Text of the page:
“My professor of comparative anatomy, Warren Walker, was publishing books on the subject and asked if I would illustrate them, so I did, and that's how I got through school. I would spend a couple of nights a week up in his lab in front of a dissection, drawing it and recomposing it so it looked presentable, and I made a living on that. Being published young meant I got to know the business well. But I was always drawing birds somewhere, sketching the birds in the college collection but also learning how they moved out in the field.”
After college, Jon got a job as an illustrator in Yale University’s Peabody Museum. It was here that the stars aligned for the developing artist.
“In the department upstairs was a very famous artist, Rudolph Zallinger, a mural painter, [he of the famous Age of Reptiles mural] and at the time he was painting this fabulous mural about the age of the mammals in this huge hall. I had lunch with him often, and he would show me the rudiments of his painting, he painted these murals in egg tempera. Also, someone I consider one of the great bird painters, Robert Verity Clem, he wrote a famous book called The Shorebirds of America, he came by a lot. He was a very severe critic of my work; and I bless him every day for that. He showed me where I was really going off in the wrong direction with my drawings, and he showed me how a bird's eye should be rendered in paint. It’s one thing to draw it but you need to know how it should be done in paint, and also with the legs and feet. Those are the things that bird artists often neglect.”
My personal goal now is to help support the lives and conservation of the birds which have supported my life.
Encouraged by his peers, Jon would eventually take his work to the Audubon Society in New York and someone there suggested he get in touch with a man called Don Eckelberry.
“Young bird artists would flock to him for advice because he was so open. A lot of bird artists were not, they were very self-contained, and they wanted to keep their own style and not tell any secrets, but Don was just the opposite, everything was open. I had never experienced anything quite like that. He taught me how to draw a bird. He took my drawings, put an overlay tissue on top and corrected them.
It was so enlightening, and it happened so fast that I got really good after that. You have to know how to draw to be a bird painter; painting is the last part, it’s not so important. If you don't get the drawing right, you don't get the painting right. So I really studied drawing with Don and then he showed me how to paint a watercolor of a sparrow, I still have it somewhere. I just was in heaven.”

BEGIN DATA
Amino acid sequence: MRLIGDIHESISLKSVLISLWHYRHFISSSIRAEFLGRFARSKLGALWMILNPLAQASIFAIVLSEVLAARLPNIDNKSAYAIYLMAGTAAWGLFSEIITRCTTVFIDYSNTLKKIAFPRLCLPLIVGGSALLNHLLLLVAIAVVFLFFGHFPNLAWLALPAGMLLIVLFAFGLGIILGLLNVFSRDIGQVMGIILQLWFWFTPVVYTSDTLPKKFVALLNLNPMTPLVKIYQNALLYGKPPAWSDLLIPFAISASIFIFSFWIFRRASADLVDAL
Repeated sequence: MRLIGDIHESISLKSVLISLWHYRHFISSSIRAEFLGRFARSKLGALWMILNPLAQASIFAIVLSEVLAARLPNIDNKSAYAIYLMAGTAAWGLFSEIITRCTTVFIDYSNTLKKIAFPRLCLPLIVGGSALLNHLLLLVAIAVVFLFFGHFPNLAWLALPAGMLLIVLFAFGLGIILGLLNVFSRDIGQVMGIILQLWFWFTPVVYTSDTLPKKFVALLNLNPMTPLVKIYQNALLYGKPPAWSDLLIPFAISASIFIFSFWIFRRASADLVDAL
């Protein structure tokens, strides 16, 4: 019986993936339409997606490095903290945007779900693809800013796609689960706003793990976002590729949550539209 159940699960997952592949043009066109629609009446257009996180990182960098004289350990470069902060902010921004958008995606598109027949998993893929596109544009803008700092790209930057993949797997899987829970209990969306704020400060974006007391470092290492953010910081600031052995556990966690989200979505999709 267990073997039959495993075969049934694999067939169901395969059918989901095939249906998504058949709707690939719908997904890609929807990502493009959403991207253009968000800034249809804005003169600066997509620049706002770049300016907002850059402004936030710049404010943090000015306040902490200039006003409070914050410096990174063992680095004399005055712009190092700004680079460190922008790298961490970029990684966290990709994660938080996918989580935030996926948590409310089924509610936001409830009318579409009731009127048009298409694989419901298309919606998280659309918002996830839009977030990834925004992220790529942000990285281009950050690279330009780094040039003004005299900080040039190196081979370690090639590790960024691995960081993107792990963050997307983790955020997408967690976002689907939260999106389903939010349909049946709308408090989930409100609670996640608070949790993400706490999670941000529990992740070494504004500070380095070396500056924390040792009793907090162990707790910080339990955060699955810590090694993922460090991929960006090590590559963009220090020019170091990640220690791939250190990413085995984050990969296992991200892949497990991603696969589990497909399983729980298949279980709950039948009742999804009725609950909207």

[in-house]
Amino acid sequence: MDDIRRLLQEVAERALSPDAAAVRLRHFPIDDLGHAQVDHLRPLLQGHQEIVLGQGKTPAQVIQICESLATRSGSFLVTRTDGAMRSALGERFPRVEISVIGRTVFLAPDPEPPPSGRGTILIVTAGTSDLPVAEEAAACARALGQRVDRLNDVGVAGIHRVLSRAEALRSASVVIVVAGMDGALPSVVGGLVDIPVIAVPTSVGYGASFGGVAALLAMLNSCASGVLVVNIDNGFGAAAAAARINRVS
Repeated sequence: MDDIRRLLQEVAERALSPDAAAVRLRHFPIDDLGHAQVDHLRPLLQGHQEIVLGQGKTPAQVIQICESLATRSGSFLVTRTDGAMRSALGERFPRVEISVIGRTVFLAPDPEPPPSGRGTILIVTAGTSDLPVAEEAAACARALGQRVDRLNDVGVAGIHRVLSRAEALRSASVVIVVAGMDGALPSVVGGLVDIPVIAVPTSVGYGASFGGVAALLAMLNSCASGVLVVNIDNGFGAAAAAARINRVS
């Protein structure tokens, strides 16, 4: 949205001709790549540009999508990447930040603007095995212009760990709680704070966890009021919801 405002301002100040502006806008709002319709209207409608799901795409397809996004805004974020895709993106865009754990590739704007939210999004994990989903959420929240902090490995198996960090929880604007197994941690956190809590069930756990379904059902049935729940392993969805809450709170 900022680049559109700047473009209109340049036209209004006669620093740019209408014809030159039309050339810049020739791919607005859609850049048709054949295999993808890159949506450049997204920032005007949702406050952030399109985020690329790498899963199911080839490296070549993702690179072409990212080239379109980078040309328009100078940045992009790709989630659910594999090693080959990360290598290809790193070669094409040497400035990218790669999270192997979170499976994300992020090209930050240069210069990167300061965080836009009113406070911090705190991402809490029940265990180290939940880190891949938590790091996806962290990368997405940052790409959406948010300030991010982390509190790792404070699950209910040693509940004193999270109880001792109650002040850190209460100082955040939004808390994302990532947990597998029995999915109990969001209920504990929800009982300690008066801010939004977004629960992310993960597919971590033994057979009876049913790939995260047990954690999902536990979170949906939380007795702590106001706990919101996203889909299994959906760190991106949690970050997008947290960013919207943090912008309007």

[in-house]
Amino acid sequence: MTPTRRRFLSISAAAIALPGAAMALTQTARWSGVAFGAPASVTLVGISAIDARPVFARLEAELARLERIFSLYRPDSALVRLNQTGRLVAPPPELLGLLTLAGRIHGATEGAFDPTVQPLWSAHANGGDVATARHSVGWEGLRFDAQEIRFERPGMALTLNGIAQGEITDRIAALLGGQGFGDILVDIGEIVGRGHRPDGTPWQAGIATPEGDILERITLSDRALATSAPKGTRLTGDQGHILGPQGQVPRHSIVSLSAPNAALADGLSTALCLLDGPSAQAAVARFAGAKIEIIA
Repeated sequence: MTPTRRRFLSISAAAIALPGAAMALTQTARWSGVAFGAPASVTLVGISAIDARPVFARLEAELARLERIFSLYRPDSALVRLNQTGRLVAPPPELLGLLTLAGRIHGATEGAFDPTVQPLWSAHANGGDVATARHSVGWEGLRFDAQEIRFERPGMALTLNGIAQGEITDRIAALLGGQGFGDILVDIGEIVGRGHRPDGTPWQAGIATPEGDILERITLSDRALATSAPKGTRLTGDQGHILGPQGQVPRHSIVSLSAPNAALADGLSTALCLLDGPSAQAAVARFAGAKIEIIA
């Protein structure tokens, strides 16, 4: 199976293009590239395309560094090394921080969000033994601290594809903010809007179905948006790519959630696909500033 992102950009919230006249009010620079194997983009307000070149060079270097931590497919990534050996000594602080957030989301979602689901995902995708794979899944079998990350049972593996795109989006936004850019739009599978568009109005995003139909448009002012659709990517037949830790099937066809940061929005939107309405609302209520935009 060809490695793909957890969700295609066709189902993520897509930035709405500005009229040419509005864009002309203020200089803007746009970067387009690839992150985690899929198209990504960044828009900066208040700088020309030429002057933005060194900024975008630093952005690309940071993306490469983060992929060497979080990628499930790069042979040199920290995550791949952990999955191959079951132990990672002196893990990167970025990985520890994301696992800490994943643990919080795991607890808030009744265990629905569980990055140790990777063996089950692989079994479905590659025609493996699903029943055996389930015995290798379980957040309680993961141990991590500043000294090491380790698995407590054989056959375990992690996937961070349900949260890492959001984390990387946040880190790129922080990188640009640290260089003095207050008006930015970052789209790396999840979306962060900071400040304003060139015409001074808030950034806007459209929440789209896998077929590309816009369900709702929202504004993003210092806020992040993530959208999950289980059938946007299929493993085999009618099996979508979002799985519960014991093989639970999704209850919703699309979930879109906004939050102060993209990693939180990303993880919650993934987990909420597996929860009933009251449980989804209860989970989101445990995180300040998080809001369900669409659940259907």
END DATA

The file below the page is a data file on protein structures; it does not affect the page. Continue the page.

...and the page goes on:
Another significant thing Eckelberry taught Jon was the sanctity of life. As was common in those days, bird artists and bird collections all required one thing – the subject matter close at hand to study. John James Audubon is of course known for being America’s most famous bird artist and ornithologist, but many over the years have decried his methods of shoot first, paint later. As Jon says, this was just symptomatic of the era, and Jon himself was not immune. But change can and does happen.
“I used to collect for universities and yes, I did take the lives of several birds when I was young, but I always used them, I studied them. It was a different time, how we understood our relationship to nature, you know? But then I realized: this was ridiculous. So, at least I saw how wonderful birds are, I had that enlightenment. When I met Don Eckelberry, he sent me down to Trinidad for a while to use mist nets to study birds. He set me up with a Plexiglass box and I could put the bird in there and watch it and sketch it, make notes on the wing formula and so on, and then release them unharmed – and that was just wonderful. So I threw away my BB gun.”
The mentorship naturally developed into friendship, and soon Jon was invited to one of Eckelberry’s parties in the New York house he shared with his textile artist and designer wife Virginia Nepodal. It was here that Jon’s life completed another circle.
“Don had these bird artist parties in the summertime once a year, and I was living with my wife's family in Houston, Texas at the time. I wouldn't miss this party for the world, so I hitchhiked all the way. I met Arthur Singer there, also a famous bird illustrator; but I got to meet Roger [Tory Peterson] again. He remembered me from when I was a boy, sticking so close to him on those guided walks.”
They became firm friends, and Jon’s circle of artists continued to flourish with ample opportunities to catch up with each other over the years.
“We exhibited in many shows together, they invited me along and I did a show with them whenever I could, although it was hard enough to get a show anyway for bird artists. You just are not accepted by the art community, as a bird artist.”
This dismissive view in the western world, that the marriage between painting and detailed anatomy which bird artists so beautifully portray, was somehow inferior, was a constant frustration for Jon and his peers. On occasion they would ‘adapt’ and paint a landscape that just so happened to have a beautiful bird in it, then these works would be more readily accepted, but the inextricable link that Jon understood between animal and art was his core, his raison d’être. So when he learned of how science and art was unquestioningly intertwined in the far East, Jon yearned to visit Japan.